Should U.S. use torture on terror suspects?
WASHINGTON (CNN) -- CIA operatives have been questioning the suspected mastermind of the September 11, 2001, terrorist attacks.
Authorities arrested al Qaeda operations chief Khalid Shaikh Mohammed on Saturday in Rawalpindi, near the Pakistani capital, Islamabad. U.S. officials said interrogators are placing "all appropriate pressure" on Mohammed. Sources said Mohammed is not cooperating now with his interrogators.
How far should the United States go to get information out of him and other suspects?
CNN security analyst Kelly McCann and Tom Malinowski, the Washington advocacy director for Human Rights Watch, joined "Crossfire" hosts Paul Begala and Robert Novak on Monday to debate the issue.
NOVAK: Kelly, I'd like you to take a look at some of the weapons of torture that are used around the world. ... Electric shock treatment is used on Peruvian soldiers. ... In Serbia, the Serbians use the noose. ... You're a pro-torture man. Do you think we ought to use that kind of equipment on Shaikh Mohammed?
McCANN: I'm not a pro-torture man. I think that it would be inappropriate to use methodology like that because it has been discredited. Now the true question of what you're asking me is -- is the manipulation of the environment or the circadian rhythms of somebody equal to torture?
It is not the traditional torture of beating or confinement or restrictions by rope or hanging, but it is problematic in some circles. But I am not against sleep deprivation. I'm not against manipulating the environment.
BEGALA: Well, Tom let me ask you. I admire greatly what you do and what Human Rights Watch does. Do you really want to tell our audience that if you were able to get information that could prevent another 9/11, simply by depriving Shaikh Mohammed of sleep, that you wouldn't do it?
MALINOWKSI: Look, there is a basic point here about torture. It is a wonderful way of getting false concessions out of innocent people. It is a terrible way of getting the truth out of guilty people. And we all want to get the truth out of this guy.
Now I'm glad to hear you say that you would reject this kind of nonsense because that's terrible and it is not what we stand for as a country. Sleep deprivation -- look, no one is against waking somebody up in the middle of the night; no one is against interrogating someone for the whole night. But if you deprive someone of sleep for three or four straight nights, like some of these governments around the world do, that is one of the worst things you can do to the human body.
BEGALA: ... It's called stress and duress. It is not days and days. It is messing up the rhythms, as Kelly said. Waking him up in the middle of the night, sometimes keeping him up 24 hours. All of us who have kids have been through that. I have to say, as a liberal and a human rights advocate, our policy doesn't cross the line at all, and I don't think we ought to be worried that the American government is. ...
MALINOWKSI: Interrogating someone all night long doesn't cross any line. But there are folks who talk about a lot more than that. As you know, there have been U.S. intelligence officials quoted all over the place saying, you know, "Well, we don't kick the bejesus out of these people. ..."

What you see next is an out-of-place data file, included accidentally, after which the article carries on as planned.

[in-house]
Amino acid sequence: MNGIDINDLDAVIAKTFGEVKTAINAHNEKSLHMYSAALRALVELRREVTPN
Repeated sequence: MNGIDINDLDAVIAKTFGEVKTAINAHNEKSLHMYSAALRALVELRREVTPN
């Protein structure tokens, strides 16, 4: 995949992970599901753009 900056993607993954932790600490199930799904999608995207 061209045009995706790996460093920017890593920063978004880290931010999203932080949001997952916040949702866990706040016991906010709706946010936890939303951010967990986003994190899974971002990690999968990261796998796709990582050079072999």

NOVAK: How about sodium pentothal?
MALINOWSKI: Truth serum? Look, it sounds innocuous when you say truth serum, right? But think about what this really is. You're injecting people with chemicals to vaporize their brains.
NOVAK: What do you think, Kelly?
McCANN: It doesn't work, by the way. Sodium pentothal does not make a person become the font of truth. All it does is reduces inhibitions, but that doesn't mean he's not lying with fewer inhibitions.
MALINOWSKI: And also this is what the Soviet Union did during battle days to dissidents. This is not something we want to be associated with.
NOVAK: And you would not use sodium pentothal?
McCANN: No, I would use the manipulation of his environment. ...
MALINOWSKI: The United States has sent suspects, detainees to countries like Egypt, Saudi Arabia, countries in the Middle East that we know torture people systematically.
McCANN: Who have the right to also question them.
MALINOWSKI: Question them, yes, but not torture them. I mean, look [at the] bigger picture here: You heard the State of the Union, right? The president of the United States cataloged in moving detail the torture techniques that Saddam Hussein uses on his people. ...
And [Bush] said, I'll never forget this, "If this isn't evil, then evil has no meaning." And at the same time, how can we say that, and at the same time send people to the very countries where these. ...
NOVAK: Kelly McCann, on December 26, the Human Rights Watch, Mr. Malinowski's organization, sent a letter to President Bush. Tough line. "Any U.S. government official who is directly involved or complicit in the torture or mistreatment of detainees, including any official, who knowingly acquiesces in the commission of such acts, would be subject to prosecution worldwide, a war criminal." What do you think of that?
McCANN: Well, again, nothing in this whole area of questioning detainees or these types of suspects is black and white. ... Can Egypt or Saudi Arabia claim a right to interrogate -- however they decide to do it -- one of the suspects? Absolutely.
And should the U.S. step in? Now if Human Rights Watch organization wants to step in, that's your issue. But should we step in?
NOVAK: What's your answer to the question?
McCANN: I say that we should not step in. How they ... actually conduct their interviews is their business.
MALINOWSKI: We do step in. Every single year the State Department puts out reports on all of these countries in which we condemn them for engaging in exactly these practices. How can we then turn over suspects? Remember, we're complicit in this; we turn over suspects to these countries. That's the mother of all mixed messages.